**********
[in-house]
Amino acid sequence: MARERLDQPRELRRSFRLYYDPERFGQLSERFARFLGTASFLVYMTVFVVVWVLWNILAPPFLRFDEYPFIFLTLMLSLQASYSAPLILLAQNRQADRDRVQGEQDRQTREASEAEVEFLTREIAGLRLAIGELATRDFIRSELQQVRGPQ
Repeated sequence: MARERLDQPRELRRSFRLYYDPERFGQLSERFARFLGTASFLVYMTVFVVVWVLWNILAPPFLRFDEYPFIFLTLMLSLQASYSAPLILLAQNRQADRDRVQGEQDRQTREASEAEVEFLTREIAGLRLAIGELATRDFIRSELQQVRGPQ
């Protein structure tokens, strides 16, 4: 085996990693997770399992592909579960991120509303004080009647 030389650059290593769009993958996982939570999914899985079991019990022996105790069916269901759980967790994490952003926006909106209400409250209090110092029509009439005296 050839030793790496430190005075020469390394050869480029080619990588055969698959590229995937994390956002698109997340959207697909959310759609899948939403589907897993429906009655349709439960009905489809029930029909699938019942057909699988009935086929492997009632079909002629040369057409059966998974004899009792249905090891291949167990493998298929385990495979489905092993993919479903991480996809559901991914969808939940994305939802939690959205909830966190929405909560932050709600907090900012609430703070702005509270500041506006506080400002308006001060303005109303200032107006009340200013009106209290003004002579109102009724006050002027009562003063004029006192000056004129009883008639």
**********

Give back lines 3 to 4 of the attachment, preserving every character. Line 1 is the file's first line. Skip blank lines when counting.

Repeated sequence: MARERLDQPRELRRSFRLYYDPERFGQLSERFARFLGTASFLVYMTVFVVVWVLWNILAPPFLRFDEYPFIFLTLMLSLQASYSAPLILLAQNRQADRDRVQGEQDRQTREASEAEVEFLTREIAGLRLAIGELATRDFIRSELQQVRGPQ
């Protein structure tokens, strides 16, 4: 085996990693997770399992592909579960991120509303004080009647 030389650059290593769009993958996982939570999914899985079991019990022996105790069916269901759980967790994490952003926006909106209400409250209090110092029509009439005296 050839030793790496430190005075020469390394050869480029080619990588055969698959590229995937994390956002698109997340959207697909959310759609899948939403589907897993429906009655349709439960009905489809029930029909699938019942057909699988009935086929492997009632079909002629040369057409059966998974004899009792249905090891291949167990493998298929385990495979489905092993993919479903991480996809559901991914969808939940994305939802939690959205909830966190929405909560932050709600907090900012609430703070702005509270500041506006506080400002308006001060303005109303200032107006009340200013009106209290003004002579109102009724006050002027009562003063004029006192000056004129009883008639």